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KCC's Quizzes: Contaminated Pills

1. Eight jars with hundreds of identical looking pills, although 7 jars have medicine pills of 1000 mg each, 1 jar has contaminated pills of 999 mg each. The contaminated pills are ever so slightly lighter than the medicine pills. You have a precise electronic scale (precision better than 1mg). With ONE (1) weighing, how can you detect the jar with the medicine pills?
2. Same question as above but the situation is there could be multiple jars with contaminated pills. With ONE (1) weighing, how can you identify which jars (could be multiple) have contaminated pills?

Many thanks to Ralph Montforts, ADI Director, General Accounting for proposing this quiz!

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[edited by: emassa at 3:46 PM (GMT -5) on 18 Jan 2023]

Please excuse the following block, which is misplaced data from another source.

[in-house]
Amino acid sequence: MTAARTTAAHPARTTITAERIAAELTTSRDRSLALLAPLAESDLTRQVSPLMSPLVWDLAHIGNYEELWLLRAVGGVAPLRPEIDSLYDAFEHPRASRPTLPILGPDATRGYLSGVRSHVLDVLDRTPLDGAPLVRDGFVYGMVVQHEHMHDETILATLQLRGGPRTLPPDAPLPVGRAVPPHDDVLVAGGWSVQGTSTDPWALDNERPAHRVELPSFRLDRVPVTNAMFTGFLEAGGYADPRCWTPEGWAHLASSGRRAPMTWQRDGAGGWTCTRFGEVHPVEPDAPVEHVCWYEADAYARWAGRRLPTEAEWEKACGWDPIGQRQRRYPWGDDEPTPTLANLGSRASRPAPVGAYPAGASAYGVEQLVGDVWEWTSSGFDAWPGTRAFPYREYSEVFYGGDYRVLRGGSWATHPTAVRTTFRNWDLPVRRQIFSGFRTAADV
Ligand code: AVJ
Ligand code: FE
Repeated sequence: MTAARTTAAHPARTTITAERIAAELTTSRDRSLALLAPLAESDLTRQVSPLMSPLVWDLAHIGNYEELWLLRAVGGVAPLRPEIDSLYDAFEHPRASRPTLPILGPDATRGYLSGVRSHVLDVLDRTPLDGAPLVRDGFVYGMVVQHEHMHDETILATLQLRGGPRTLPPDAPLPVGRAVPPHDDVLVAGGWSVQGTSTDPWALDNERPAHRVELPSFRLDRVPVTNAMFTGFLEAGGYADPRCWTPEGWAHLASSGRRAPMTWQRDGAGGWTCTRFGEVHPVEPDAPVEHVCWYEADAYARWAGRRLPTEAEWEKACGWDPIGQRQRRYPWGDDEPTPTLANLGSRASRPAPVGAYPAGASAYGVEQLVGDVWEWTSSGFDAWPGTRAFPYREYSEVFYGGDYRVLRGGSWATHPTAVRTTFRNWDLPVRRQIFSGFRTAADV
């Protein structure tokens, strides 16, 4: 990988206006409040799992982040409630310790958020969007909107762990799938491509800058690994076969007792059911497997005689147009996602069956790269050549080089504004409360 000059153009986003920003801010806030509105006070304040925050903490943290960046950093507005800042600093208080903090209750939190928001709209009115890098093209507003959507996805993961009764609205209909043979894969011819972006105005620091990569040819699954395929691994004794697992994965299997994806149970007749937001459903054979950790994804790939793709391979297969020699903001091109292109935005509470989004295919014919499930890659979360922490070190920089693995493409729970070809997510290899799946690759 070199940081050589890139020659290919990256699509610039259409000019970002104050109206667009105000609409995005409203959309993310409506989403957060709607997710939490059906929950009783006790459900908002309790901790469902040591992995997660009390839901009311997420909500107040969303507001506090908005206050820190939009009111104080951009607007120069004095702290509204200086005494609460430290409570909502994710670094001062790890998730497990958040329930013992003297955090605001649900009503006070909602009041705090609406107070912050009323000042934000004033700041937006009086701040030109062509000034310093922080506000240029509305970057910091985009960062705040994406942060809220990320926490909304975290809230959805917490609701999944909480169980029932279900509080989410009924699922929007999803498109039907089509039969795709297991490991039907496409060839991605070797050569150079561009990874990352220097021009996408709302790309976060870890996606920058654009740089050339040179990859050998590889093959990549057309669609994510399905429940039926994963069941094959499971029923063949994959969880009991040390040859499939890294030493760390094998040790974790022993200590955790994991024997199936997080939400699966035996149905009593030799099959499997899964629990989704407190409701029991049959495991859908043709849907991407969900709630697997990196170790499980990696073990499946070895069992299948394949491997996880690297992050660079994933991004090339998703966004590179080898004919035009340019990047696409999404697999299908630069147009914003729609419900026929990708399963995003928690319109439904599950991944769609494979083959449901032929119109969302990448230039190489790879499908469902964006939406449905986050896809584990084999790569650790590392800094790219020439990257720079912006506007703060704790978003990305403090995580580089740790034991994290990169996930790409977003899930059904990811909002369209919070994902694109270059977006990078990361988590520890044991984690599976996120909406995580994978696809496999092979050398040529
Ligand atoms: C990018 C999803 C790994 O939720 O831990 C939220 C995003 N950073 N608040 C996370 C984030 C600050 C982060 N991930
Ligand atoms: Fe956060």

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• Hi,

1. Number the jars from 1 to 8 and place N pills from the N-th jar on the scale using all jars. W is the measured weight in mg units. The serial number of the jar containing the 999 mg pills is 1000*(1+2+3+4+5+6+7+8)-W.
2. Number the jars from 0 to 7 and place 2^N pills from the N-th jar on the scale using all jars. W is the measured weight in mg units. If the N-th bit in the binary representation of W-255*999 is 0, then the N-th jar contains 999 mg pills. Note, that other sets of 8 integer numbers can also be used if the sum of any subset is not in the set.

ADI offers accurate enough ADCs to do the job for both cases using a precision load cell :-).

Zoltan